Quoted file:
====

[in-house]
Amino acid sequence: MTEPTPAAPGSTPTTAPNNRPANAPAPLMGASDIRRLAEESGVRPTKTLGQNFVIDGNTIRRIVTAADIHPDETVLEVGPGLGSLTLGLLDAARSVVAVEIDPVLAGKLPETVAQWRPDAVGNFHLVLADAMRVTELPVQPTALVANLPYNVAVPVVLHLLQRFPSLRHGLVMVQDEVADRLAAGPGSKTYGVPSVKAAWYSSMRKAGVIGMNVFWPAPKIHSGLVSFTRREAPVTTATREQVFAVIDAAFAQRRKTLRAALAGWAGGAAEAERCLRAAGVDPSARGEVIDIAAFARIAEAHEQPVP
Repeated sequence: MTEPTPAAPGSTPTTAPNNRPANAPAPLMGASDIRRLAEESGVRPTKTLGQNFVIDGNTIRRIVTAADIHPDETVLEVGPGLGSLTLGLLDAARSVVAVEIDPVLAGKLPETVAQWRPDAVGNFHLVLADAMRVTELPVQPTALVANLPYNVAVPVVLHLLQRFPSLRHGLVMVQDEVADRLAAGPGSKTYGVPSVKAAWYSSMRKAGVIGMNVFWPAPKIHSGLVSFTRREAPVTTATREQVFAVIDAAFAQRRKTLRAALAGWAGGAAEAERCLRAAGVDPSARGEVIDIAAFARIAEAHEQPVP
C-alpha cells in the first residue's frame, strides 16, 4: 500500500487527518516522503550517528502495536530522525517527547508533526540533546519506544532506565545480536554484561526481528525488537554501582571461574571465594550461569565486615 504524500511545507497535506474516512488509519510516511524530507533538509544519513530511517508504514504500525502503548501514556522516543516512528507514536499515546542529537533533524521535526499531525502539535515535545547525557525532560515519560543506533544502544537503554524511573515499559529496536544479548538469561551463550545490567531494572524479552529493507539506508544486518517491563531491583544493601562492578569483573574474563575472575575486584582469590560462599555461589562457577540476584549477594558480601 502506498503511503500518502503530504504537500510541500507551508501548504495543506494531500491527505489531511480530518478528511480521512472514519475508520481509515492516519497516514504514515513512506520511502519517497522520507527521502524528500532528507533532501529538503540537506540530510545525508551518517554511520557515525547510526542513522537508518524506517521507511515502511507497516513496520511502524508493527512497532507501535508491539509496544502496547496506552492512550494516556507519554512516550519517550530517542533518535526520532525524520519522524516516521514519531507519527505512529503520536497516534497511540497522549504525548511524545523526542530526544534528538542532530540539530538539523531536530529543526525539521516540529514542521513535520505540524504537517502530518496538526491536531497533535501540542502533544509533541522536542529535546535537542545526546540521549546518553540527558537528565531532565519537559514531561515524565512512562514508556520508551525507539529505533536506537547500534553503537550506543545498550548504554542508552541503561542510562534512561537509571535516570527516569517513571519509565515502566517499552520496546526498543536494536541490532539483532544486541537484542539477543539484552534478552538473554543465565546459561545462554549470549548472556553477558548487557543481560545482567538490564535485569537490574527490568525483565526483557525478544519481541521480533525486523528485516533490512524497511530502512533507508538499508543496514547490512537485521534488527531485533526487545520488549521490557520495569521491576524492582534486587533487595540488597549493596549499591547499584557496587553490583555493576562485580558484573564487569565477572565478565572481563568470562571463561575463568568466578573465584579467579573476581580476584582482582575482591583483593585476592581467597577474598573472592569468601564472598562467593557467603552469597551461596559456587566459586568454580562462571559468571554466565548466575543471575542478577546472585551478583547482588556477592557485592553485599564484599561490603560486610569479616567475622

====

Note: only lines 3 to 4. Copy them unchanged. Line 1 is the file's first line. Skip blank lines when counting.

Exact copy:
Repeated sequence: MTEPTPAAPGSTPTTAPNNRPANAPAPLMGASDIRRLAEESGVRPTKTLGQNFVIDGNTIRRIVTAADIHPDETVLEVGPGLGSLTLGLLDAARSVVAVEIDPVLAGKLPETVAQWRPDAVGNFHLVLADAMRVTELPVQPTALVANLPYNVAVPVVLHLLQRFPSLRHGLVMVQDEVADRLAAGPGSKTYGVPSVKAAWYSSMRKAGVIGMNVFWPAPKIHSGLVSFTRREAPVTTATREQVFAVIDAAFAQRRKTLRAALAGWAGGAAEAERCLRAAGVDPSARGEVIDIAAFARIAEAHEQPVP
C-alpha cells in the first residue's frame, strides 16, 4: 500500500487527518516522503550517528502495536530522525517527547508533526540533546519506544532506565545480536554484561526481528525488537554501582571461574571465594550461569565486615 504524500511545507497535506474516512488509519510516511524530507533538509544519513530511517508504514504500525502503548501514556522516543516512528507514536499515546542529537533533524521535526499531525502539535515535545547525557525532560515519560543506533544502544537503554524511573515499559529496536544479548538469561551463550545490567531494572524479552529493507539506508544486518517491563531491583544493601562492578569483573574474563575472575575486584582469590560462599555461589562457577540476584549477594558480601 502506498503511503500518502503530504504537500510541500507551508501548504495543506494531500491527505489531511480530518478528511480521512472514519475508520481509515492516519497516514504514515513512506520511502519517497522520507527521502524528500532528507533532501529538503540537506540530510545525508551518517554511520557515525547510526542513522537508518524506517521507511515502511507497516513496520511502524508493527512497532507501535508491539509496544502496547496506552492512550494516556507519554512516550519517550530517542533518535526520532525524520519522524516516521514519531507519527505512529503520536497516534497511540497522549504525548511524545523526542530526544534528538542532530540539530538539523531536530529543526525539521516540529514542521513535520505540524504537517502530518496538526491536531497533535501540542502533544509533541522536542529535546535537542545526546540521549546518553540527558537528565531532565519537559514531561515524565512512562514508556520508551525507539529505533536506537547500534553503537550506543545498550548504554542508552541503561542510562534512561537509571535516570527516569517513571519509565515502566517499552520496546526498543536494536541490532539483532544486541537484542539477543539484552534478552538473554543465565546459561545462554549470549548472556553477558548487557543481560545482567538490564535485569537490574527490568525483565526483557525478544519481541521480533525486523528485516533490512524497511530502512533507508538499508543496514547490512537485521534488527531485533526487545520488549521490557520495569521491576524492582534486587533487595540488597549493596549499591547499584557496587553490583555493576562485580558484573564487569565477572565478565572481563568470562571463561575463568568466578573465584579467579573476581580476584582482582575482591583483593585476592581467597577474598573472592569468601564472598562467593557467603552469597551461596559456587566459586568454580562462571559468571554466565548466575543471575542478577546472585551478583547482588556477592557485592553485599564484599561490603560486610569479616567475622